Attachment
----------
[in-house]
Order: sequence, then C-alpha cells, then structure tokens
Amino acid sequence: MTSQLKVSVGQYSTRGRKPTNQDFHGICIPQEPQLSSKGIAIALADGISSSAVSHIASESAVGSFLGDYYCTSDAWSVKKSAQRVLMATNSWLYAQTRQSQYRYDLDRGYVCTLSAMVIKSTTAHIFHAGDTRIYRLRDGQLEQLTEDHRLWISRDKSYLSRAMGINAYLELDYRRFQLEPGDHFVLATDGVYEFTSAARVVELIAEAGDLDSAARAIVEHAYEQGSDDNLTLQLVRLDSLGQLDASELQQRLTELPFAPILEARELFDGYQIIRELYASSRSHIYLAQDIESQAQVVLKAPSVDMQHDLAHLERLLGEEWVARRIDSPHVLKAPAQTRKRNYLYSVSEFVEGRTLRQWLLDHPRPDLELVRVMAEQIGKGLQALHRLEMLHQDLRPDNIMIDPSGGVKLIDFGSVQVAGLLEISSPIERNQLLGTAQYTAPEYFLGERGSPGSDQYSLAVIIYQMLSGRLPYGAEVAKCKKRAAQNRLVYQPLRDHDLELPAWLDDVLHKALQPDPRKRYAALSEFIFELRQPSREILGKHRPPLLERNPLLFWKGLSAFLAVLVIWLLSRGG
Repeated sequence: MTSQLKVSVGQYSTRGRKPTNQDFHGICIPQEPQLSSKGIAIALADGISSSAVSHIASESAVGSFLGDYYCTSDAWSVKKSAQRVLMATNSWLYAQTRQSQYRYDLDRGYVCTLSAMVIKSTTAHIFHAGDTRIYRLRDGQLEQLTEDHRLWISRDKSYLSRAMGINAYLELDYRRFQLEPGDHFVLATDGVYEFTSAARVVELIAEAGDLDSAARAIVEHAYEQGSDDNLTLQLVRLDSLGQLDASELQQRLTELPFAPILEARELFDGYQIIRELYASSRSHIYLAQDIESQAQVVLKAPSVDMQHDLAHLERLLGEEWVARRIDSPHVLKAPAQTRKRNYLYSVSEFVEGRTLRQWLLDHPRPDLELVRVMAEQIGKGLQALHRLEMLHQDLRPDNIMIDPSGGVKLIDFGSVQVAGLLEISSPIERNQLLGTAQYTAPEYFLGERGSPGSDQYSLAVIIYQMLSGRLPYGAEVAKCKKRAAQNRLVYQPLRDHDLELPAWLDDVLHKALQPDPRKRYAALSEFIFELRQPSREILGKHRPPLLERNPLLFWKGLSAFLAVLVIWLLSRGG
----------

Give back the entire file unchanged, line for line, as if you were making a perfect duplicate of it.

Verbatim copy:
[in-house]
Order: sequence, then C-alpha cells, then structure tokens
Amino acid sequence: MTSQLKVSVGQYSTRGRKPTNQDFHGICIPQEPQLSSKGIAIALADGISSSAVSHIASESAVGSFLGDYYCTSDAWSVKKSAQRVLMATNSWLYAQTRQSQYRYDLDRGYVCTLSAMVIKSTTAHIFHAGDTRIYRLRDGQLEQLTEDHRLWISRDKSYLSRAMGINAYLELDYRRFQLEPGDHFVLATDGVYEFTSAARVVELIAEAGDLDSAARAIVEHAYEQGSDDNLTLQLVRLDSLGQLDASELQQRLTELPFAPILEARELFDGYQIIRELYASSRSHIYLAQDIESQAQVVLKAPSVDMQHDLAHLERLLGEEWVARRIDSPHVLKAPAQTRKRNYLYSVSEFVEGRTLRQWLLDHPRPDLELVRVMAEQIGKGLQALHRLEMLHQDLRPDNIMIDPSGGVKLIDFGSVQVAGLLEISSPIERNQLLGTAQYTAPEYFLGERGSPGSDQYSLAVIIYQMLSGRLPYGAEVAKCKKRAAQNRLVYQPLRDHDLELPAWLDDVLHKALQPDPRKRYAALSEFIFELRQPSREILGKHRPPLLERNPLLFWKGLSAFLAVLVIWLLSRGG
Repeated sequence: MTSQLKVSVGQYSTRGRKPTNQDFHGICIPQEPQLSSKGIAIALADGISSSAVSHIASESAVGSFLGDYYCTSDAWSVKKSAQRVLMATNSWLYAQTRQSQYRYDLDRGYVCTLSAMVIKSTTAHIFHAGDTRIYRLRDGQLEQLTEDHRLWISRDKSYLSRAMGINAYLELDYRRFQLEPGDHFVLATDGVYEFTSAARVVELIAEAGDLDSAARAIVEHAYEQGSDDNLTLQLVRLDSLGQLDASELQQRLTELPFAPILEARELFDGYQIIRELYASSRSHIYLAQDIESQAQVVLKAPSVDMQHDLAHLERLLGEEWVARRIDSPHVLKAPAQTRKRNYLYSVSEFVEGRTLRQWLLDHPRPDLELVRVMAEQIGKGLQALHRLEMLHQDLRPDNIMIDPSGGVKLIDFGSVQVAGLLEISSPIERNQLLGTAQYTAPEYFLGERGSPGSDQYSLAVIIYQMLSGRLPYGAEVAKCKKRAAQNRLVYQPLRDHDLELPAWLDDVLHKALQPDPRKRYAALSEFIFELRQPSREILGKHRPPLLERNPLLFWKGLSAFLAVLVIWLLSRGG